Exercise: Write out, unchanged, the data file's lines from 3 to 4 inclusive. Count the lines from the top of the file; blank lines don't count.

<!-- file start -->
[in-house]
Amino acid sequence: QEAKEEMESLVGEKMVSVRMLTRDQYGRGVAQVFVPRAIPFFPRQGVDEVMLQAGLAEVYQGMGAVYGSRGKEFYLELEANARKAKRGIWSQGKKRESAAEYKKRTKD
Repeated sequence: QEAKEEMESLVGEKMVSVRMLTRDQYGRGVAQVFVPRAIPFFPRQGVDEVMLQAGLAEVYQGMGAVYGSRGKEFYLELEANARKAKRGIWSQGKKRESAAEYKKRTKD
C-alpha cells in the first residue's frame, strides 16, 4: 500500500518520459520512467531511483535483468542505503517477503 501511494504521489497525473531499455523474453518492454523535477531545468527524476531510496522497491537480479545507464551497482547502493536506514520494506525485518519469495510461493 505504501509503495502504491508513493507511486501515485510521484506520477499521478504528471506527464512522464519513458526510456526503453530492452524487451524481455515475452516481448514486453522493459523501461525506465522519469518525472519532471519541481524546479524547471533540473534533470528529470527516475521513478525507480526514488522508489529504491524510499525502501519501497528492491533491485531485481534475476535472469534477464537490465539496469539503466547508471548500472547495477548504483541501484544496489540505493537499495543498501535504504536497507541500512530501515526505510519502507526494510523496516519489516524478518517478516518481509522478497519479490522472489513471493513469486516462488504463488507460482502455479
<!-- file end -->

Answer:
Repeated sequence: QEAKEEMESLVGEKMVSVRMLTRDQYGRGVAQVFVPRAIPFFPRQGVDEVMLQAGLAEVYQGMGAVYGSRGKEFYLELEANARKAKRGIWSQGKKRESAAEYKKRTKD
C-alpha cells in the first residue's frame, strides 16, 4: 500500500518520459520512467531511483535483468542505503517477503 501511494504521489497525473531499455523474453518492454523535477531545468527524476531510496522497491537480479545507464551497482547502493536506514520494506525485518519469495510461493 505504501509503495502504491508513493507511486501515485510521484506520477499521478504528471506527464512522464519513458526510456526503453530492452524487451524481455515475452516481448514486453522493459523501461525506465522519469518525472519532471519541481524546479524547471533540473534533470528529470527516475521513478525507480526514488522508489529504491524510499525502501519501497528492491533491485531485481534475476535472469534477464537490465539496469539503466547508471548500472547495477548504483541501484544496489540505493537499495543498501535504504536497507541500512530501515526505510519502507526494510523496516519489516524478518517478516518481509522478497519479490522472489513471493513469486516462488504463488507460482502455479